What is a Panic Attack and When Should You Seek Help?

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The feeling that everything is swirling around you and that the world is ending right before your eyes is a horrible experience. When you have a panic disorder, however, this can be a fairly regular occurrence during times of stress. If you've felt these kinds of out of control feelings before, you might have suffered from a panic attack. But to make sure that you are doing what's best for your body, here is the basic background on panic attacks, what they feel like, and when you should seek help.

Defining Panic Attacks

In truth, there are a lot of possible definitions of panic attacks - and they vary from person to person. But what is known is that panic attacks occur when the body gets a rush of adrenaline, causing it to feel the 'fight or flight' response. The body becomes very excited and energized, but also tense and nervous while the adrenaline moves through the blood stream. These attacks can often last for twenty minutes to up to a few hours, depending on how fast the adrenaline can be used up.

Often without a discernable cause, panic attacks are generally precipitated by a stressful event, but can also occur for no reason at all. When a person has a panic attack the first time, it can often lead to subsequent panic attacks because the person now fears that it will happen again and again.

Possible Symptoms

Just as every person is different every panic attack can have different signs and symptoms. These symptoms can include:


  • Palpitations, fast heart rate
  • Sweating and flushing of the skin
  • Shaking
  • Feeling short of breath, or choking
  • Chest discomfort or pain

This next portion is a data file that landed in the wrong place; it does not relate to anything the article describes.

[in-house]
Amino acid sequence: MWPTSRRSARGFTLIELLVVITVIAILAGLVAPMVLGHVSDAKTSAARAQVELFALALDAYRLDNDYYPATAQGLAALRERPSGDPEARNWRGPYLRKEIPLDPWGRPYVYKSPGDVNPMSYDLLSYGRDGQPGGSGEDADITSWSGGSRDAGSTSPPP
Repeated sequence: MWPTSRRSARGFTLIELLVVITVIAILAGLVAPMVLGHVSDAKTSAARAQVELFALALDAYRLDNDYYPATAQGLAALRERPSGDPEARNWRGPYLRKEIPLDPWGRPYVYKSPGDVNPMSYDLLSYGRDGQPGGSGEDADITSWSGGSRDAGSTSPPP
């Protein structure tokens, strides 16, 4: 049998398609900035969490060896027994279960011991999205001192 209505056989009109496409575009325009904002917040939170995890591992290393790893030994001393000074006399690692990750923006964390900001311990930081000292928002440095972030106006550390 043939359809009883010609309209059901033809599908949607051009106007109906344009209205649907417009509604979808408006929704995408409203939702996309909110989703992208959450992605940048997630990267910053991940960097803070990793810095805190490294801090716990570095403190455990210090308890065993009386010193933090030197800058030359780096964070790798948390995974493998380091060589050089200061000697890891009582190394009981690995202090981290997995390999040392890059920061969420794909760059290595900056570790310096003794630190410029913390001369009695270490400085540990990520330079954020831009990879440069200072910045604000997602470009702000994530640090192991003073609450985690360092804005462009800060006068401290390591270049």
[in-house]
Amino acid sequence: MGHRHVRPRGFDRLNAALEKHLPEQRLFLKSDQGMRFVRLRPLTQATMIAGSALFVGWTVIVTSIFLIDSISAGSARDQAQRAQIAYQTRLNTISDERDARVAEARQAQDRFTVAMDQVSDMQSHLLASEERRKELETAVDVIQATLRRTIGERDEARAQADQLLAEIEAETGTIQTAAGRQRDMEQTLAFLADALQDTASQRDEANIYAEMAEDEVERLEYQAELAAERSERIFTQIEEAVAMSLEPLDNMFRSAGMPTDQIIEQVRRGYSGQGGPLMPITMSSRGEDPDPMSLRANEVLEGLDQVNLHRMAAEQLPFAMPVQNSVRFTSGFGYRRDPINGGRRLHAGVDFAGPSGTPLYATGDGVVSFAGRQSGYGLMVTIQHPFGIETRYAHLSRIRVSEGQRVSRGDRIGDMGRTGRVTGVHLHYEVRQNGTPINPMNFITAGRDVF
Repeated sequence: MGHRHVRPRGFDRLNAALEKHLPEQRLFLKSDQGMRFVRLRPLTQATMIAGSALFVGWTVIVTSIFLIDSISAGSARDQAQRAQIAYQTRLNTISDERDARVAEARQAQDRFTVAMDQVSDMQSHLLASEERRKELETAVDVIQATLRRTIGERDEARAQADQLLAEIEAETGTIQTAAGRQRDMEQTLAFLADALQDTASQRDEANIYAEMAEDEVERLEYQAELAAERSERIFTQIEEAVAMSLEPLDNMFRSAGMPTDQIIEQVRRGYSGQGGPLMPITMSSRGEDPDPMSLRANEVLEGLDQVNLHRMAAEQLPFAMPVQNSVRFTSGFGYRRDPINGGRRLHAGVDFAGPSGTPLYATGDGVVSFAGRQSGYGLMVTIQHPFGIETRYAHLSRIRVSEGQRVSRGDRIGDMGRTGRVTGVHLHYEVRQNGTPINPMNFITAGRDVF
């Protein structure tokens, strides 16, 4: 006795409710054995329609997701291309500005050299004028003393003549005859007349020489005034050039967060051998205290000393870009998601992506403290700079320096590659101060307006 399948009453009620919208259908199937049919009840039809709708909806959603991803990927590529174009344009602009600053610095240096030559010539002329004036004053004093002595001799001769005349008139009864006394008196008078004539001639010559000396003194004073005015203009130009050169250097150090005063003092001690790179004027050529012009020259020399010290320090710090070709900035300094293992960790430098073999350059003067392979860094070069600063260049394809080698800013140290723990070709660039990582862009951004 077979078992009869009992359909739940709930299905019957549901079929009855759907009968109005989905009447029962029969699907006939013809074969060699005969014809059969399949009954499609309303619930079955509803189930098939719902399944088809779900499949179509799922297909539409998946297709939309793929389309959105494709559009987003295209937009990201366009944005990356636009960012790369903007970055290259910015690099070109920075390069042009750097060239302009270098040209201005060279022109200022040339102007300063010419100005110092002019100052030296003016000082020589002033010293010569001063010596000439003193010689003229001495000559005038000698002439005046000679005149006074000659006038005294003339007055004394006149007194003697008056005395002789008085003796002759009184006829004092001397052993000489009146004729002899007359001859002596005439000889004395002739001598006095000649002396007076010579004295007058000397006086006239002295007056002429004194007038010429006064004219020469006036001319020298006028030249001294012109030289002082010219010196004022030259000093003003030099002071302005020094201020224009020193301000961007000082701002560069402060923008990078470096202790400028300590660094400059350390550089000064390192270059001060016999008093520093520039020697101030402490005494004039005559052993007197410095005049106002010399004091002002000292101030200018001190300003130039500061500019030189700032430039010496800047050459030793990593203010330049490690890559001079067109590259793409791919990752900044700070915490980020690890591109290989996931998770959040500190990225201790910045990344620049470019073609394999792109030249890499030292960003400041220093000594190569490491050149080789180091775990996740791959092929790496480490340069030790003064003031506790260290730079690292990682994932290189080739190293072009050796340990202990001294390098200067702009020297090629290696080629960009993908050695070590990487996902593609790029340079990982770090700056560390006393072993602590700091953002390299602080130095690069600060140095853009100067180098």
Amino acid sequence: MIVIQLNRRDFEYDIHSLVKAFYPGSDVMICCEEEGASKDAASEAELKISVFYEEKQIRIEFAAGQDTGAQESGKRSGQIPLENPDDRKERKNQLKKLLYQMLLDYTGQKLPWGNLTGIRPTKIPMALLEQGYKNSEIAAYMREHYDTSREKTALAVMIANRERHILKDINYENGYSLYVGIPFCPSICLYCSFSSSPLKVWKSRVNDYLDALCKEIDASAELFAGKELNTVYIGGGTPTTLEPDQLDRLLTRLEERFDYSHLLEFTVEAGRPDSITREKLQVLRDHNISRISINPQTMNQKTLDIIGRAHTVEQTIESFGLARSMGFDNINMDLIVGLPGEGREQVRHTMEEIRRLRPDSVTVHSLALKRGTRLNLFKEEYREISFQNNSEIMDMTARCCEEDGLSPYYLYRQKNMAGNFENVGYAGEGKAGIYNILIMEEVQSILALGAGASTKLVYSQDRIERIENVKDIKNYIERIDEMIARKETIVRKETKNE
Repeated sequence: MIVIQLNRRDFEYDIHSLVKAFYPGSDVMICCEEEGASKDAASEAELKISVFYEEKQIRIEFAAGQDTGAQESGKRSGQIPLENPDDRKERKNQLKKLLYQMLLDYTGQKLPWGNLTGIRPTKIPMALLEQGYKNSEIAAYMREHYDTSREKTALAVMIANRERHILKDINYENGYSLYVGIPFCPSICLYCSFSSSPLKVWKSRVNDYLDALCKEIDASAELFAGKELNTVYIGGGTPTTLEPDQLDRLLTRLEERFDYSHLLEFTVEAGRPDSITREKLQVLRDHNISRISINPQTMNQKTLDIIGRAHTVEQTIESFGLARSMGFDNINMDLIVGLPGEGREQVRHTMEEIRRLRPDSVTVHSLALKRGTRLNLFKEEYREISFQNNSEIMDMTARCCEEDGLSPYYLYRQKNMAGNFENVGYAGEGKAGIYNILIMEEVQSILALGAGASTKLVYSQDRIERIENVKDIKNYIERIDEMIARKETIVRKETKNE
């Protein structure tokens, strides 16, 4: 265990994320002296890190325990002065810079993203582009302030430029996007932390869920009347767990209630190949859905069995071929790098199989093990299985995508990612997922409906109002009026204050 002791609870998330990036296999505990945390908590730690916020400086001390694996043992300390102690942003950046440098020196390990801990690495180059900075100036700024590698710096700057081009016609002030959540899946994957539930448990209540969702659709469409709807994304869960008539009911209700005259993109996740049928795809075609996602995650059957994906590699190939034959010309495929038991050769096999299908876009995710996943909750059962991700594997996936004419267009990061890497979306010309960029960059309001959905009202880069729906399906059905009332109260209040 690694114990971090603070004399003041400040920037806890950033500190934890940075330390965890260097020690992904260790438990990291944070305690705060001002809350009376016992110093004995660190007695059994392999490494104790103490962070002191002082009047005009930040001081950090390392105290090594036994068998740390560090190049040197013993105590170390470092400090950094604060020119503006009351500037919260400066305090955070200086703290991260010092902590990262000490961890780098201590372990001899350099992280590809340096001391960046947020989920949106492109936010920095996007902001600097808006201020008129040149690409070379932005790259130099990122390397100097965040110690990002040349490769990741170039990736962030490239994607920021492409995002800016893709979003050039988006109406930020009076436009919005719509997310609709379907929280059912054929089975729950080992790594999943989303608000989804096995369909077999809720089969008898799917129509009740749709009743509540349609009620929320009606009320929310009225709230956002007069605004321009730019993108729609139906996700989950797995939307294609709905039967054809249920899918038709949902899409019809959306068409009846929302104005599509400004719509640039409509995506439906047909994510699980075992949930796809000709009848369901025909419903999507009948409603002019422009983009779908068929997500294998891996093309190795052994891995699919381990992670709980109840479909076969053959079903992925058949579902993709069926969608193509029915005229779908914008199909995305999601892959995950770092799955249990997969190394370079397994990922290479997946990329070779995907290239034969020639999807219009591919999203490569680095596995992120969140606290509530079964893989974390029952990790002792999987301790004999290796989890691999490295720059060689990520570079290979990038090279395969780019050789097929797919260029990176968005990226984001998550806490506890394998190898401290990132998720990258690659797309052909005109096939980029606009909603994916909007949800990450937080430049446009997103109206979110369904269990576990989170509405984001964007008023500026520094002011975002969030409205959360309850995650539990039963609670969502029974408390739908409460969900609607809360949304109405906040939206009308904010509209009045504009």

• Nausea or digestive distress
  • Feeling lightheaded, dizzy or as though you may faint
  • Feelings of things being 'unreal'
  • Feeling detached from the world around you
  • Fear of losing control
  • Fear of going crazy
  • Fear of dying
  • Tingling feelings
  • Chills or hot flashes


These signs can come one at a time, or all at once, depending on the severity of the panic attack. Some people will only feel a few moderate symptoms, which others liken the panic attack experience to feeling like they were having a heart attack.

A pure panic attack is not necessarily a dangerous event. More than 5% of the population will experience one at one point of their life or another.

But this is the main reason why panic attacks require some sort of medical treatment or attention. Because their symptoms are so similar to more serious and deadly medication events, you need to know when to call in a professional opinion.

When You Need Medical Attention

Determining when you might need medical attention is a tricky proposition. Because your body is surging with adrenaline, it can certainly feel as though you are dying, even if you are not.

It's always better to be safe than sorry when it comes to chest related symptoms. If you feel pain or pressure in your chest that does not go away, you need immediate medical attention. Chances are pretty good that you are only having a panic attack, but in the case that you may not be, you need immediate assistance to prevent heart damage.

Another time when you might want to seek medical help is if your heart rate is extraordinarily high. That is, if your heart rate is over 120 beats per minute and it stays there. This excessive heart beat can also cause heart damage as well as more serious medical events. Again, having an emergency technician check you out is the best advice.

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About Author:
Grant Eckert is a writer for CareLink. CareLink is a leading provider of Community Support Services| Bipolar Treatment

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